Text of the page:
“All I know…is this must stop…this divisiveness…”
These are the words of Dallas Police Chief David Brown spoken from the heart immediately in the wake of the tragic ambush of police officers in Dallas this past Thursday evening as they protected the right of other citizens to peacefully protest the deaths of Alton Sterling and Philando Castile who were themselves killed only days earlier in altercations with police in Louisiana and Minnesota.
I could not agree more. This must stop.
Brown’s words remind me of those spoken by a Palestinian mother in the wake of violence after Israeli Prime Minister Yitzhak Rabin’s assassination in 1995. She said simply, “Enough. Enough blood. Enough tears.”
Though separated by a span of more than twenty years, by thousands of miles, by religion, language, culture, and race, these words give voice to a truth that haunts us all and demands our attention: this divisiveness in our culture and society and world—be it political, racial, economic, or religious in nature—must stop. Period. It is rooted only in fear. It leads only to violence. It is only, in the end, a dead-end for all of us.
So what do you think this string of tragedies in Dallas, Minneapolis, and Baton Rouge—let alone the longer string of violence stretching from Orlando to San Bernardino to Aurora to Newton and beyond—has to say to us as people of God? How might our fear, anger, outrage, grief, and distress be calling us by the grace of the Holy Spirit to act faithfully to work for reconciliation and peace in our own communities and in the world?
You have already received from my office information about the “49 Bells Project” initiated by The Reverend Susan Springer at Saint John’s Episcopal Church in Boulder. I encourage you all simply to begin there, to take on this practice of tolling the bells of churches across Colorado 49 times every Wednesday at 1:00 pm between now and November 2 as a form of prophetic witness to bring an end to gun violence. More information on the 49 Bells Project >
In monastic tradition, the tolling of the bell at different hours throughout the day is a call to mindfulness—to stop in the midst of activity, to set aside the distraction and preoccupation of daily work, to turn our attention and intention to God, and to be still in order to be mindful (or re-minded) of the divine love that is both the source and the purpose of our lives.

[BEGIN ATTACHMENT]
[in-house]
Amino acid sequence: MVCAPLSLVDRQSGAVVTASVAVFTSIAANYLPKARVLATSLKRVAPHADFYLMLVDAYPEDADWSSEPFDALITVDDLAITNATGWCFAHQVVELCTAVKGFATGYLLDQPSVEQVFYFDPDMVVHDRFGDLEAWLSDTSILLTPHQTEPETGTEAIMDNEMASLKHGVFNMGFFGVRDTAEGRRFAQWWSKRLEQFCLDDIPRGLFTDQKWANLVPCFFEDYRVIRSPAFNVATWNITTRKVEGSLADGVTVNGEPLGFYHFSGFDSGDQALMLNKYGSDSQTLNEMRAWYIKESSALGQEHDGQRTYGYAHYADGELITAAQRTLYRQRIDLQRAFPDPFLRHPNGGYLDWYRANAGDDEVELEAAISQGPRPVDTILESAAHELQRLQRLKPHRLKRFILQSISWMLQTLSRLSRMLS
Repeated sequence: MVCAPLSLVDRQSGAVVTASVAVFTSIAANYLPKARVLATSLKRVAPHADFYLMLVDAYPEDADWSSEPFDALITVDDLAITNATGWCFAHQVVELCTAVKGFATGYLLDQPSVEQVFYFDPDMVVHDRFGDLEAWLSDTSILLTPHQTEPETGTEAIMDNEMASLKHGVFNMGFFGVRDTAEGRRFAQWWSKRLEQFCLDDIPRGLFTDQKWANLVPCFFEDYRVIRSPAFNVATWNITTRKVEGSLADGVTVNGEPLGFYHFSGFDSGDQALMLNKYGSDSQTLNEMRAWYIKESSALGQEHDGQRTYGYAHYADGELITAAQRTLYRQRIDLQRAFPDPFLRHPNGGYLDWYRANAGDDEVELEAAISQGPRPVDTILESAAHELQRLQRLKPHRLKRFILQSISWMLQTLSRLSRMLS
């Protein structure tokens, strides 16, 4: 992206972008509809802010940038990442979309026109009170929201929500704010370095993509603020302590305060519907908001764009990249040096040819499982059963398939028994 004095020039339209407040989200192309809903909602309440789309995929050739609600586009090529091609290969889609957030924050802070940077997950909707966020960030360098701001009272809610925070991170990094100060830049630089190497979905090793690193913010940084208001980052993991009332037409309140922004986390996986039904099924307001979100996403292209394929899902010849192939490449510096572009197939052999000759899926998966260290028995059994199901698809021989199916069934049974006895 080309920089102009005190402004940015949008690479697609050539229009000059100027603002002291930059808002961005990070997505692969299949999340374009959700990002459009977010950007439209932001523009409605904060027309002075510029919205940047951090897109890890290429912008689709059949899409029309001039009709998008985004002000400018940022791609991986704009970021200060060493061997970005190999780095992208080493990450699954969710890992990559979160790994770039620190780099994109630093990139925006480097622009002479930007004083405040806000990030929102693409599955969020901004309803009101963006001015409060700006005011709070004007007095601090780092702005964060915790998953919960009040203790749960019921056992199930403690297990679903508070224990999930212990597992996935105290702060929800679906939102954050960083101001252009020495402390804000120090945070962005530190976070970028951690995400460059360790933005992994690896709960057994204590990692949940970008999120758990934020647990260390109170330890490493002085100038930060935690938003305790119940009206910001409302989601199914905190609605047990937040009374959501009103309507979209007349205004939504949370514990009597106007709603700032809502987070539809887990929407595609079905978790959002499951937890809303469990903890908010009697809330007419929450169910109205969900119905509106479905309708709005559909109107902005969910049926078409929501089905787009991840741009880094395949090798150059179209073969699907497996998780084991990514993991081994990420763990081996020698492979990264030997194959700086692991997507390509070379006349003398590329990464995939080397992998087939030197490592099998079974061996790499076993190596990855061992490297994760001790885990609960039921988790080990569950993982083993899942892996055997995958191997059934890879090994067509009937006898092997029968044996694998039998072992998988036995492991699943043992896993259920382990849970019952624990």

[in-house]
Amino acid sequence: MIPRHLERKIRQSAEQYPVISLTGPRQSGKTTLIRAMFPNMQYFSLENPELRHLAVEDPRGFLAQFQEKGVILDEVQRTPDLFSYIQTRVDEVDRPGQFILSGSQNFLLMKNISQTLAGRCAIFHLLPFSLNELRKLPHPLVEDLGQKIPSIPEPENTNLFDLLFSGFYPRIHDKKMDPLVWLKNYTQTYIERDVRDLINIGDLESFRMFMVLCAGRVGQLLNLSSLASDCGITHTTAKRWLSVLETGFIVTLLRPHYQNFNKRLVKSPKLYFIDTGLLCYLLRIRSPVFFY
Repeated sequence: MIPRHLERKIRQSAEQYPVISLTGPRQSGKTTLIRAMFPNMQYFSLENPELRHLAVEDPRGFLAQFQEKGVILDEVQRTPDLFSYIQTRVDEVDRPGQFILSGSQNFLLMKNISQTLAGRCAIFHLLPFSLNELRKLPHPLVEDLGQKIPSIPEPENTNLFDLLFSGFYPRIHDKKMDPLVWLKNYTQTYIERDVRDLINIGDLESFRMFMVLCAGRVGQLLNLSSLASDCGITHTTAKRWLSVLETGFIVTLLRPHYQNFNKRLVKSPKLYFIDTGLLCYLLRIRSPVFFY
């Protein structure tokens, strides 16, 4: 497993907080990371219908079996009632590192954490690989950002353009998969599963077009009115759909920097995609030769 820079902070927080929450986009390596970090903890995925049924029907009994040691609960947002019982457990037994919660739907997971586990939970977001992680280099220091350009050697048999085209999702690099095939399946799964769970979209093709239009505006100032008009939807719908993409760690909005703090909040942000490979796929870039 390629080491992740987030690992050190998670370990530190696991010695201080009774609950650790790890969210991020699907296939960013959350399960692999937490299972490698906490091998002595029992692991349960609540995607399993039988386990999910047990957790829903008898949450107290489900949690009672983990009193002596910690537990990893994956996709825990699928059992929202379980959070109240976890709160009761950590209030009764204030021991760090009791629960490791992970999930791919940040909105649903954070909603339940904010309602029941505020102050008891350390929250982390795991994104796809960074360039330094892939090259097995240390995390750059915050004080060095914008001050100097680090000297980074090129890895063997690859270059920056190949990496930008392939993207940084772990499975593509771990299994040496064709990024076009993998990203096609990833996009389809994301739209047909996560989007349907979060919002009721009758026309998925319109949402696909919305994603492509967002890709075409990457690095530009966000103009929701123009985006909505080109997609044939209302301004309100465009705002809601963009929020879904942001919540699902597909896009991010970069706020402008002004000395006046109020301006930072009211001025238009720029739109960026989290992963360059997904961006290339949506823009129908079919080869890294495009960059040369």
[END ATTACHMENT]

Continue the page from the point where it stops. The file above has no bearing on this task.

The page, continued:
Similarly, the 49 Bells Project is intended to call us out or ourselves not only to remember the forty-nine victims of the Orlando shootings and all who suffer from gun violence in our communities, but to be re-minded of our ongoing obligation and responsibility as people of God to pray and to work without ceasing in our own lives to heal divisions, to end violence, and to honor the God-given dignity of every human being.
“All I know,” says Chief David Brown, “is this must stop…this divisiveness.”
He is so very right.
All I know, dear sisters and brothers, is that the work of being faithful reconcilers and true peace-makers in this broken and sinful world is our God-given calling. It is a high bar indeed. It is both our greatest challenge and the greatest gift we have to offer. It is, not surprisingly, more demanding than we would like, but there is simply no choice.
The work of integrating our faith with the complex, life and death, issues of our world—the practice of prayerfully holding our lives and those of others in the light of God, the discipline of allowing our own pain, loss, and grief to be transformed by divine grace, and then the work of acting compassionately for what is right and just—demands our highest and best self.
Nothing is more worthy. It really is time for all of us to step up our game.
So begin by embracing the 49 Bells Project and then keep going.
How will you begin to pray more deeply and intentionally for peace in your own heart, in the lives of those around you, in your community, in this country, and in this world now and in the days ahead? How is God calling you to change, to grow in your understanding and witness to the gospel of peace in your own life? What action is the Holy Spirit leading you to take to end gun violence, to heal the wounds of racism, and to be an instrument of God’s peace in this day and time? To whom will you speak? To whom can you write? What action will you take that will make a difference and bring peace to our world? How will you embody in your own life a more transcendent vision of human life for others to see?
As I wrote less than thirty days ago in response to the Orlando shootings, our faith as Christians is just not a private matter. Never has been and never will be. As inheritors of the gospel of peace, we have been given a life-giving song of life-giving Love that can and must be sung in a disturbingly tone-deaf and discordant world. We simply cannot shrink back or remain silent.
So, once again, stand tall, take heart, have courage, be the light that pushes back the darkness, and remember that at all times and in all places and in all ways, Love wins.
—Bishop Rob O’Neill